Vitamin E Vitamin E


You Will Be Surprised Knowing That This Doesn’t Really Make Your Food Safer

Analysis by Dr. Joseph Mercola

In the wake of ever-growing food recalls due to salmonella, E. coli, listeria and other deadly contamination in fresh and frozen foods, Men’s Health is taking a look at the packaging that these foods come in. You might be surprised, but that precut produce in a sealed bag not only is more expensive, but it can be contaminated too.

As for the rest: Many times the packaging is simply for the convenience of the retailer, mostly to prevent bruising and to extend the products’ shelf life. In other words, those plastic, Styrofoam and cellophane containers that eventually end up in landfills and even our oceans, are nothing but convenience packaging for retailers — not consumers.


To begin with, congratulations if your goal is to buy fresh foods, as processed foods laden with added sugars and artificial ingredients will never get you on the road to good health. But beyond that, there are several things you can do to ensure that what you’re buying is properly packaged. And from that end, the only “packaging” the best foods need is what they come in: their own skins and rinds.

You probably already know to shop the perimeters of the store — where fresh foods are usually located — and to zero in on the organics sections, be it meats or produce. But once you’ve filled your grocery list for the week, how do you keep those foods fresh at home? The answer is, if you know how to store them, you’ll be less likely to end up throwing them away.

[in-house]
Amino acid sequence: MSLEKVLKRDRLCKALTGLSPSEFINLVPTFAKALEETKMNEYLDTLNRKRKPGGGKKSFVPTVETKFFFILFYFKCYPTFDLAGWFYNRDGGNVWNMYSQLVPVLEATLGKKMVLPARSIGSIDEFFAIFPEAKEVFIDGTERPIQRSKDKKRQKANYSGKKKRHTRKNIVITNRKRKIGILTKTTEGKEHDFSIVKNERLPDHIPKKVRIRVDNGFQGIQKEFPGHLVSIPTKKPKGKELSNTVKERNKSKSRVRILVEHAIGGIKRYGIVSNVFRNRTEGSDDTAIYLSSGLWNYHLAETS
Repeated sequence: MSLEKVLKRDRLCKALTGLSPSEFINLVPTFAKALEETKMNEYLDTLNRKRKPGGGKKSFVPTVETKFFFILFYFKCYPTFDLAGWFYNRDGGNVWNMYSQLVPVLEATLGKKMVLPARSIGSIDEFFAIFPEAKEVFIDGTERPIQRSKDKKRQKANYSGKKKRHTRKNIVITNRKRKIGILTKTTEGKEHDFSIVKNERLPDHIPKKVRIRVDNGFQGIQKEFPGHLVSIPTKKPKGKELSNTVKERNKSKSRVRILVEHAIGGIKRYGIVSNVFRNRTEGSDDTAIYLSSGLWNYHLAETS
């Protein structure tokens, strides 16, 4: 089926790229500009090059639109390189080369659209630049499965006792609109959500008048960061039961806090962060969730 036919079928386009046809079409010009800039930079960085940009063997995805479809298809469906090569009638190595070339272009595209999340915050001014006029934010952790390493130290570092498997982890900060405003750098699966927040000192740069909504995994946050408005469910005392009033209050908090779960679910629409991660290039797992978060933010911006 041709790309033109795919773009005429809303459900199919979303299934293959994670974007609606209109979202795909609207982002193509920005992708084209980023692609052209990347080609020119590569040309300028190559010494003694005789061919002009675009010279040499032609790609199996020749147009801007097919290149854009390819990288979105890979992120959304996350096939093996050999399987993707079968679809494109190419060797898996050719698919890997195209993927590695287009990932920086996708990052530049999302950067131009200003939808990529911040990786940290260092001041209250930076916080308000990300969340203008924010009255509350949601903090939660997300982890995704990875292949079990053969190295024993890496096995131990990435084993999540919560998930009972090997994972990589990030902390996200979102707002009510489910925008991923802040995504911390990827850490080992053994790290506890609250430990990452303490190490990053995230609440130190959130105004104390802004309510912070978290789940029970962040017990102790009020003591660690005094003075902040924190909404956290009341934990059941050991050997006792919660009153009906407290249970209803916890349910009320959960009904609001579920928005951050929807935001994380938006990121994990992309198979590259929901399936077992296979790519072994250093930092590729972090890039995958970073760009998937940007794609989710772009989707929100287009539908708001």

You may have noticed that a bruised apple will spoil faster. That's ethylene at work. The key to preventing ethylene-emitting foods from spoiling the ones that don't emit ethylene is to store them separately; keep potatoes away from onions and apples away from bananas, for instance.

Eat berries as soon as possible or refrigerate them. If a few are mushy, remove them, and if they get wet, blot them with a paper towel or cloth. Don't wash berries until just before you eat them.

Freezing berries can save them from spoilage and stop mold growth. Rinsing them in a vinegar solution may also help to kill mold spores and keep the berries fresh.

Some of the best food advice you'll ever get: avoid refrigerating tomatoes (and potatoes, garlic and winter squash). They lose their texture and become tasteless, pithy and watery. Also, don't store them someplace chilly or even cold, like a back porch when the temperature dips. Even before harvest, tomatoes don't tolerate chill.

Also, don’t store produce near a gas stove, smoky area (including cigarette smoke) or high heat such as near a fireplace, as these can speed up the ripening process.

Don't let produce that's gone bad sit in your refrigerator. Remove it as soon as possible to prevent other foods from spoiling as well. Also keep your refrigerator clean, and make sure the produce drawers are free of humidity to keep everything crisp.

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